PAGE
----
Rebecca Weiss has been trying to ‘stick’ me for a long time. She introduced the idea of Acupuncture to me ions ago and for one reason another, it got shelved…until she came back to Paris with her daughter, Robin, who is here for what else?…Fashion Week. That’s when it became an opportunity not worth passing up.

What was there to accomplish? Nothing. I had no particular aches or pains or problems to speak of, but I’ll do anything once and acupuncture is one of those things that is spoken of highly by the people who have used it as a method of healing.

I simply wanted to try it — to understand it better. It’s considered ‘alternative’ medicine by those who think Western medicine is ‘real’ medicine, but it’s a key component of traditional Chinese medicine. Believed to have originated around 100BC in China, and although it is not based on scientific knowledge, it’s commonly used for pain relief.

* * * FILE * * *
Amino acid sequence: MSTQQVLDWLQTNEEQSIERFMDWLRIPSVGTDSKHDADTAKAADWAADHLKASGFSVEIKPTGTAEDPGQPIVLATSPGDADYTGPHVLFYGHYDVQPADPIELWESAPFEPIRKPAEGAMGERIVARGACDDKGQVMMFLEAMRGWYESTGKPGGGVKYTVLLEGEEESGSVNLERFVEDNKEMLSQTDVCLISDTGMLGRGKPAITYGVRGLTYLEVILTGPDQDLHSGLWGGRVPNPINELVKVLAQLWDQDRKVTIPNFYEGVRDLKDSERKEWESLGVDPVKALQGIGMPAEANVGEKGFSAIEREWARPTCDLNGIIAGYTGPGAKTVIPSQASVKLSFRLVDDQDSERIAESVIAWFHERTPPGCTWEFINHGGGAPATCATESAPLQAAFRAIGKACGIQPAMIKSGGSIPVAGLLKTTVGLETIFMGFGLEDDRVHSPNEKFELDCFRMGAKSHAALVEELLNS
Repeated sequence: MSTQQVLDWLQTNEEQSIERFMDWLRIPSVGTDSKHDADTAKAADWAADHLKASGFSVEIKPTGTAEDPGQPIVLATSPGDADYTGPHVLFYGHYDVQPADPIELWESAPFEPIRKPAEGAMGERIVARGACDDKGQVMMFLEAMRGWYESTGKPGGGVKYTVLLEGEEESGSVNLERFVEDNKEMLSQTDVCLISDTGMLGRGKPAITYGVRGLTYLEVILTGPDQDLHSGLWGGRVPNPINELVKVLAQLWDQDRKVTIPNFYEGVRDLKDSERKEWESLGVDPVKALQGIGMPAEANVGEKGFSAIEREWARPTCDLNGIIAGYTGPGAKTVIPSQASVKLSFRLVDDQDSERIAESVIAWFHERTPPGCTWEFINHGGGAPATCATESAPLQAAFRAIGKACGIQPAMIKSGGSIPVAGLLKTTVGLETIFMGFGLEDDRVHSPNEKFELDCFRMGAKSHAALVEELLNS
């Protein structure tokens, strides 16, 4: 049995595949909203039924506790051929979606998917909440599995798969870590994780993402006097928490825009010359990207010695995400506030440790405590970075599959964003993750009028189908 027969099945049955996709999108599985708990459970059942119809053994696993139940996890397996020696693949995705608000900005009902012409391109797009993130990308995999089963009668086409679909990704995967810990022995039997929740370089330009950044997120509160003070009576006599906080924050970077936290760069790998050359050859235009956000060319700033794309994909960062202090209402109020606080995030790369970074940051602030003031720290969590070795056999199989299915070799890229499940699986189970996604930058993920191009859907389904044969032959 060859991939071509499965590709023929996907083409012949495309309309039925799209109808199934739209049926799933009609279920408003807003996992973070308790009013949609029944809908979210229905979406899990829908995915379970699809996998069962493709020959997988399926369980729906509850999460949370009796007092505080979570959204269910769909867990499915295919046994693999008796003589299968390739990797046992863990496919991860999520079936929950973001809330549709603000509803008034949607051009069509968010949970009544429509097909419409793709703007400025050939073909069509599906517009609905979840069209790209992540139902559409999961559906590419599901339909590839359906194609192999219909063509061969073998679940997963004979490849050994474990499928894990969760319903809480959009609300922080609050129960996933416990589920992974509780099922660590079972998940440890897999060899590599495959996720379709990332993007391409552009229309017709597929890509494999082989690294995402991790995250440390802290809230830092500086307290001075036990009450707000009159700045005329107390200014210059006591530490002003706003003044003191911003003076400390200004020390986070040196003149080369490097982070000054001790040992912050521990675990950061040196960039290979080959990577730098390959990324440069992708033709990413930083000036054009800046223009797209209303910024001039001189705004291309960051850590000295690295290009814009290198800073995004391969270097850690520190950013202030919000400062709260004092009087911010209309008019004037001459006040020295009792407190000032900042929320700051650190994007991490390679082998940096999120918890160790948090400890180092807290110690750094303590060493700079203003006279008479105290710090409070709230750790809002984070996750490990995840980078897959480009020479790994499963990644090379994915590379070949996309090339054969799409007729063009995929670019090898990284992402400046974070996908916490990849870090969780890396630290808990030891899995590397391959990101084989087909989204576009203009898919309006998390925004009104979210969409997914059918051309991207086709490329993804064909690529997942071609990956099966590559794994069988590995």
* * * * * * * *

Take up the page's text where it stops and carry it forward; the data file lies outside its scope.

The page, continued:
Rebecca and I share the same birthdate. This was a birthday gift from me to myself, but a gift from her as well in celebration of our shared dates. Her interest in acupuncture started more than 10 years ago and deepened when she studied Acupuncture and Traditional Chinese Medicine in Tianjin, China at the university there, earning a master’s degree — well into retirement age.

Her Chinese approach to healing not only treats pain, but also insomnia, headaches, constipation, post-menopausal conditions, depression, allergies, asthma, lack of energy and other unusual symptoms for which there are no great Western cures, other than synthetic drugs. Her list of treatments includes acupuncture, Reiki, cupping, nutritional counseling and lots of things I’d never heard of such as “moxabustion” (using moxa made from dried mugwort [Artemisia argyi]), “GuaSha” (the skin is scraped to produce light bruising) and “Mai Zen” (cosmetic acupuncture).

After a brief conversation about how the acupuncture could help me, we determined that issues I have with my feet would be a good starting point (I have heel spurs in both heels dating back to the transportation strikes in France in the winter of 1995!).